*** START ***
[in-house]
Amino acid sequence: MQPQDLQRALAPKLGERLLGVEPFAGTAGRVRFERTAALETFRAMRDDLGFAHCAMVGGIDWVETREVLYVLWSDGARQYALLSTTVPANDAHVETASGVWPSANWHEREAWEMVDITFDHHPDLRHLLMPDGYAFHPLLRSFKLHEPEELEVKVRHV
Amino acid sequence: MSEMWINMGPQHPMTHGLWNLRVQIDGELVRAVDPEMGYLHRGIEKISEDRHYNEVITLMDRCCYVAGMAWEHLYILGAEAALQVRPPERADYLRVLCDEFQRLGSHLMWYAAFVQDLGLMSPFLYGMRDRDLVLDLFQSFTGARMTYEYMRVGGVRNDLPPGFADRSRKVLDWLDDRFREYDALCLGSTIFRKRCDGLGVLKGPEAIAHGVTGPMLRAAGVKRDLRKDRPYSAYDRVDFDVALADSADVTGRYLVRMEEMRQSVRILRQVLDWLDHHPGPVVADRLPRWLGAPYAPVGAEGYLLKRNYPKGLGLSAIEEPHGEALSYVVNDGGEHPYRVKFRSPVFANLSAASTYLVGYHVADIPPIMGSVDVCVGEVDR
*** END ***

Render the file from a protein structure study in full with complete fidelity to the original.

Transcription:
[in-house]
Amino acid sequence: MQPQDLQRALAPKLGERLLGVEPFAGTAGRVRFERTAALETFRAMRDDLGFAHCAMVGGIDWVETREVLYVLWSDGARQYALLSTTVPANDAHVETASGVWPSANWHEREAWEMVDITFDHHPDLRHLLMPDGYAFHPLLRSFKLHEPEELEVKVRHV
Amino acid sequence: MSEMWINMGPQHPMTHGLWNLRVQIDGELVRAVDPEMGYLHRGIEKISEDRHYNEVITLMDRCCYVAGMAWEHLYILGAEAALQVRPPERADYLRVLCDEFQRLGSHLMWYAAFVQDLGLMSPFLYGMRDRDLVLDLFQSFTGARMTYEYMRVGGVRNDLPPGFADRSRKVLDWLDDRFREYDALCLGSTIFRKRCDGLGVLKGPEAIAHGVTGPMLRAAGVKRDLRKDRPYSAYDRVDFDVALADSADVTGRYLVRMEEMRQSVRILRQVLDWLDHHPGPVVADRLPRWLGAPYAPVGAEGYLLKRNYPKGLGLSAIEEPHGEALSYVVNDGGEHPYRVKFRSPVFANLSAASTYLVGYHVADIPPIMGSVDVCVGEVDR